The Origin of The Swahili Stone House and The Dual Nature of Swahili Urbanism

A Case Study of Lamu

  • Peninah Mutonga University of Nairobi
Keywords: House form, Settlements, Swahili culture, Transculturation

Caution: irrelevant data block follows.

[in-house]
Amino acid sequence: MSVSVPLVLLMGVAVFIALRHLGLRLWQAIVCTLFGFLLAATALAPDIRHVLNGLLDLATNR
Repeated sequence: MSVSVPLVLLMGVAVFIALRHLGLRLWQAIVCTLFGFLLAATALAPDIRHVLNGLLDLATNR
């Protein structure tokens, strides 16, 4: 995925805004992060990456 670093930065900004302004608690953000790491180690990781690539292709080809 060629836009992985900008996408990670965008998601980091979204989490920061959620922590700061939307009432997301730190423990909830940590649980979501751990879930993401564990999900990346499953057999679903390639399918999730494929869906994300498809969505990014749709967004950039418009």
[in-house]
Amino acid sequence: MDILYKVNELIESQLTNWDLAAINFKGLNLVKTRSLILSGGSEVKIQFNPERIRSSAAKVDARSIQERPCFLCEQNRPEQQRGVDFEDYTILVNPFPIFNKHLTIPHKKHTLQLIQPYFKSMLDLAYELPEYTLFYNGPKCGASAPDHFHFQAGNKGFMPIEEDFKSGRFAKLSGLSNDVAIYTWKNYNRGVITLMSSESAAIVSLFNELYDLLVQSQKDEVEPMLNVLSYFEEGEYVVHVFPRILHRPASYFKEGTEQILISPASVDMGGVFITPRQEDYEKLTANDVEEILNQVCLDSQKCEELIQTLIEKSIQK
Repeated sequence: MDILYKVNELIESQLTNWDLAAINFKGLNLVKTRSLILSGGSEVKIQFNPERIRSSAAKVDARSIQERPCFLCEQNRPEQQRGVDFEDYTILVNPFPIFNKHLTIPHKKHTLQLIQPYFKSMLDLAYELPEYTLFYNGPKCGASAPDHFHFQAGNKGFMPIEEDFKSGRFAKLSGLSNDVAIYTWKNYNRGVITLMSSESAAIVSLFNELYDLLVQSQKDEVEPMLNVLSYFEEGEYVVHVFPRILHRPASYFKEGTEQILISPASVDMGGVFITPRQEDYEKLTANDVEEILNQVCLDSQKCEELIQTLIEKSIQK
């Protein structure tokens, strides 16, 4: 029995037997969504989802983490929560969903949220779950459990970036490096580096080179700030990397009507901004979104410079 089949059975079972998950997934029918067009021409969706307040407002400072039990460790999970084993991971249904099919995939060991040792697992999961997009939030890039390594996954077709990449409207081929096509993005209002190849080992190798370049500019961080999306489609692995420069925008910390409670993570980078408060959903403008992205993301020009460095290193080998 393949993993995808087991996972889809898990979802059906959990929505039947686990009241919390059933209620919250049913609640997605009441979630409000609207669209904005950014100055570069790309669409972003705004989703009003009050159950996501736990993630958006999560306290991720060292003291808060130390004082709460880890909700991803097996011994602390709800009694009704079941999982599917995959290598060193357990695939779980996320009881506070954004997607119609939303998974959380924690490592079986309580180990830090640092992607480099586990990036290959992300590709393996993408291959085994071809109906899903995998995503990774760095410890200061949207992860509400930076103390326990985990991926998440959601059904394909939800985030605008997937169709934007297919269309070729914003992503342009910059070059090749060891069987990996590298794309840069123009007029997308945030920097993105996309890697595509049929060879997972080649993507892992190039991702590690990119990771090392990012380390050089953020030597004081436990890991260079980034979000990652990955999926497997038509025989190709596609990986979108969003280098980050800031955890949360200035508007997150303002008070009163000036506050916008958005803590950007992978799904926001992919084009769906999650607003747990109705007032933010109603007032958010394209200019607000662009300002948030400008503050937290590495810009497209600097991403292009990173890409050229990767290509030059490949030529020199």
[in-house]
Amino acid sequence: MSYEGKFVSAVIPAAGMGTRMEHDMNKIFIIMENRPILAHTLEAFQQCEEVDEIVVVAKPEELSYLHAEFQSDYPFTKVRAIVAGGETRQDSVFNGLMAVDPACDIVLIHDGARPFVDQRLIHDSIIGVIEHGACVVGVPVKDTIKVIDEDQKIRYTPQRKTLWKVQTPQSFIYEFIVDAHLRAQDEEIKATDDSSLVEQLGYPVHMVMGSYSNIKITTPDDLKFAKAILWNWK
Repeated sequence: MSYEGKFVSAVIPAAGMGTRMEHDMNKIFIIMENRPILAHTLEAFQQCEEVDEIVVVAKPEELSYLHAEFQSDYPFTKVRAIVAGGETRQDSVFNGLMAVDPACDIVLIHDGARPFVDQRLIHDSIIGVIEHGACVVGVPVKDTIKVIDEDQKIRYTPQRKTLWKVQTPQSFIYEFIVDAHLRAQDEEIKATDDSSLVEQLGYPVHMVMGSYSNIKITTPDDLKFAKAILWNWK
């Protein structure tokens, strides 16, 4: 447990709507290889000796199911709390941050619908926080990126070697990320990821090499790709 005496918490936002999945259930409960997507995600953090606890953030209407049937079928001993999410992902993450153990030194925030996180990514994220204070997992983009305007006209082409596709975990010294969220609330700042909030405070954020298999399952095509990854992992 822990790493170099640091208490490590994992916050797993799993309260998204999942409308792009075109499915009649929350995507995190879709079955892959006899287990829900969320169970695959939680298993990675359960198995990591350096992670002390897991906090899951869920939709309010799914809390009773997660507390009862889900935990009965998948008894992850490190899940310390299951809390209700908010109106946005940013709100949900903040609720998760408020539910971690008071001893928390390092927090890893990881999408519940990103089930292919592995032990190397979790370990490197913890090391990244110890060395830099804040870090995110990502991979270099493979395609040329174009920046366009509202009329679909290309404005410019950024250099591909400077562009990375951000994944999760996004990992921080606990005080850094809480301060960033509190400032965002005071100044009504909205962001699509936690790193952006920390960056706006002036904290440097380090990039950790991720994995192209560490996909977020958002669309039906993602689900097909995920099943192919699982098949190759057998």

Swahili architecture is characterised by grandeur stone houses on one side and earth-and-wattle houses on the other. By considering the concept of transculturation as introduced by Felipe Hernandez et al. (2005), and employing hermeneutic research methods in the critical analysis of historical data, this paper explores the factors that contributed to the transformation of Swahili material culture and the perceived dual nature of the urban morphology. Key findings point towards a broader range of socio-cultural issues namely; trade, market competition among merchants, increased population densities, practices of sponsorship, involvement, and the adoption of immigrants as the motivations for the transformation from earth-and-wattle to stone building technology. The author recommends an analysis of Swahili architecture that extends beyond the widely-accepted traditional symbols in order to uncover the underlying intangible heritage.